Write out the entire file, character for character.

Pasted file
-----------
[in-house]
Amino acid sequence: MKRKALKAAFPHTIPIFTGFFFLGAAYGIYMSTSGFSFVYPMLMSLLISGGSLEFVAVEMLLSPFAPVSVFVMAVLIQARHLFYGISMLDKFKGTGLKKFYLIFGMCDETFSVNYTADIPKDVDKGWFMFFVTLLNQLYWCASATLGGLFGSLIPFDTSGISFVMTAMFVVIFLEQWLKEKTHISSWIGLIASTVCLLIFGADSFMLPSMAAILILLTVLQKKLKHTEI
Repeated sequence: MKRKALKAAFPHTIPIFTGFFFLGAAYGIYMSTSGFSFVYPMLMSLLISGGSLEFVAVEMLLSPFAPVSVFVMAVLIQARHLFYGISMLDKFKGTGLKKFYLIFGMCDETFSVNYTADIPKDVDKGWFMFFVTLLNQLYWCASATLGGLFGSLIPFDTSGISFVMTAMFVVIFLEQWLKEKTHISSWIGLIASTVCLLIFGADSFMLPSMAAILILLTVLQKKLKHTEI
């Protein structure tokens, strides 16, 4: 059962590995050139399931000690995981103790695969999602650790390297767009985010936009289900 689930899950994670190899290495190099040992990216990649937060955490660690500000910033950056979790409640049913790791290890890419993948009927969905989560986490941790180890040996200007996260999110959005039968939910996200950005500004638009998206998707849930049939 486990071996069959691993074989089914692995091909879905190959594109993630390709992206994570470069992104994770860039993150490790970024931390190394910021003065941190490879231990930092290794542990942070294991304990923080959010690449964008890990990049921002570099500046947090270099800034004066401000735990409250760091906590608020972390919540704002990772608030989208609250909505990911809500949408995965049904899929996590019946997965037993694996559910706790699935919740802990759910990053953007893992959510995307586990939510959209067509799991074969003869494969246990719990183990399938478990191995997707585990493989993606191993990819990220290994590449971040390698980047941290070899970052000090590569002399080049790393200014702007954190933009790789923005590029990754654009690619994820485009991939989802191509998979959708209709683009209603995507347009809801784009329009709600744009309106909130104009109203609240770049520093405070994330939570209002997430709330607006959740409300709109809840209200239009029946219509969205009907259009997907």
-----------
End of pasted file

[in-house]
Amino acid sequence: MKRKALKAAFPHTIPIFTGFFFLGAAYGIYMSTSGFSFVYPMLMSLLISGGSLEFVAVEMLLSPFAPVSVFVMAVLIQARHLFYGISMLDKFKGTGLKKFYLIFGMCDETFSVNYTADIPKDVDKGWFMFFVTLLNQLYWCASATLGGLFGSLIPFDTSGISFVMTAMFVVIFLEQWLKEKTHISSWIGLIASTVCLLIFGADSFMLPSMAAILILLTVLQKKLKHTEI
Repeated sequence: MKRKALKAAFPHTIPIFTGFFFLGAAYGIYMSTSGFSFVYPMLMSLLISGGSLEFVAVEMLLSPFAPVSVFVMAVLIQARHLFYGISMLDKFKGTGLKKFYLIFGMCDETFSVNYTADIPKDVDKGWFMFFVTLLNQLYWCASATLGGLFGSLIPFDTSGISFVMTAMFVVIFLEQWLKEKTHISSWIGLIASTVCLLIFGADSFMLPSMAAILILLTVLQKKLKHTEI
């Protein structure tokens, strides 16, 4: 059962590995050139399931000690995981103790695969999602650790390297767009985010936009289900 689930899950994670190899290495190099040992990216990649937060955490660690500000910033950056979790409640049913790791290890890419993948009927969905989560986490941790180890040996200007996260999110959005039968939910996200950005500004638009998206998707849930049939 486990071996069959691993074989089914692995091909879905190959594109993630390709992206994570470069992104994770860039993150490790970024931390190394910021003065941190490879231990930092290794542990942070294991304990923080959010690449964008890990990049921002570099500046947090270099800034004066401000735990409250760091906590608020972390919540704002990772608030989208609250909505990911809500949408995965049904899929996590019946997965037993694996559910706790699935919740802990759910990053953007893992959510995307586990939510959209067509799991074969003869494969246990719990183990399938478990191995997707585990493989993606191993990819990220290994590449971040390698980047941290070899970052000090590569002399080049790393200014702007954190933009790789923005590029990754654009690619994820485009991939989802191509998979959708209709683009209603995507347009809801784009329009709600744009309106909130104009109203609240770049520093405070994330939570209002997430709330607006959740409300709109809840209200239009029946219509969205009907259009997907």